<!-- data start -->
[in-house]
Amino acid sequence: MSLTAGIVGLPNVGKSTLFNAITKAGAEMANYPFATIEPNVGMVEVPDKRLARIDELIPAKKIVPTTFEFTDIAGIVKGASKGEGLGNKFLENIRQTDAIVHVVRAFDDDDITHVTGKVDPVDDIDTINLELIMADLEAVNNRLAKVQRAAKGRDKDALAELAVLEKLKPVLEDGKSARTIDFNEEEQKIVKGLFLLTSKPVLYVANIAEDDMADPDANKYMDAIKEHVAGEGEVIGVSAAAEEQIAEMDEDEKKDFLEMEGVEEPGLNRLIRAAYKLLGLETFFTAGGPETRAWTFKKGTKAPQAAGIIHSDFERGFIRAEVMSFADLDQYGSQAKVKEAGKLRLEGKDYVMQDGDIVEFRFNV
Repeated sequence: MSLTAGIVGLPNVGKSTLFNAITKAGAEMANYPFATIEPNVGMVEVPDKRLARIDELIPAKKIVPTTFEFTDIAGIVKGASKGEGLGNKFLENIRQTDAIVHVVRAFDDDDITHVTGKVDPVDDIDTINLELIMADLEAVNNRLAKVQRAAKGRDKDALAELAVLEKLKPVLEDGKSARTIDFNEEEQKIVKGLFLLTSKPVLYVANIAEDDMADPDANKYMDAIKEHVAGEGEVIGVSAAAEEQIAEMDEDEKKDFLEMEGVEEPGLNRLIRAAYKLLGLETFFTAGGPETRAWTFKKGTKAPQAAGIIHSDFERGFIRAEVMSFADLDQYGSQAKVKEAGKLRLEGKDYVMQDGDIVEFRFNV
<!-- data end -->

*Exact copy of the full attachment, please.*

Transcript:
[in-house]
Amino acid sequence: MSLTAGIVGLPNVGKSTLFNAITKAGAEMANYPFATIEPNVGMVEVPDKRLARIDELIPAKKIVPTTFEFTDIAGIVKGASKGEGLGNKFLENIRQTDAIVHVVRAFDDDDITHVTGKVDPVDDIDTINLELIMADLEAVNNRLAKVQRAAKGRDKDALAELAVLEKLKPVLEDGKSARTIDFNEEEQKIVKGLFLLTSKPVLYVANIAEDDMADPDANKYMDAIKEHVAGEGEVIGVSAAAEEQIAEMDEDEKKDFLEMEGVEEPGLNRLIRAAYKLLGLETFFTAGGPETRAWTFKKGTKAPQAAGIIHSDFERGFIRAEVMSFADLDQYGSQAKVKEAGKLRLEGKDYVMQDGDIVEFRFNV
Repeated sequence: MSLTAGIVGLPNVGKSTLFNAITKAGAEMANYPFATIEPNVGMVEVPDKRLARIDELIPAKKIVPTTFEFTDIAGIVKGASKGEGLGNKFLENIRQTDAIVHVVRAFDDDDITHVTGKVDPVDDIDTINLELIMADLEAVNNRLAKVQRAAKGRDKDALAELAVLEKLKPVLEDGKSARTIDFNEEEQKIVKGLFLLTSKPVLYVANIAEDDMADPDANKYMDAIKEHVAGEGEVIGVSAAAEEQIAEMDEDEKKDFLEMEGVEEPGLNRLIRAAYKLLGLETFFTAGGPETRAWTFKKGTKAPQAAGIIHSDFERGFIRAEVMSFADLDQYGSQAKVKEAGKLRLEGKDYVMQDGDIVEFRFNV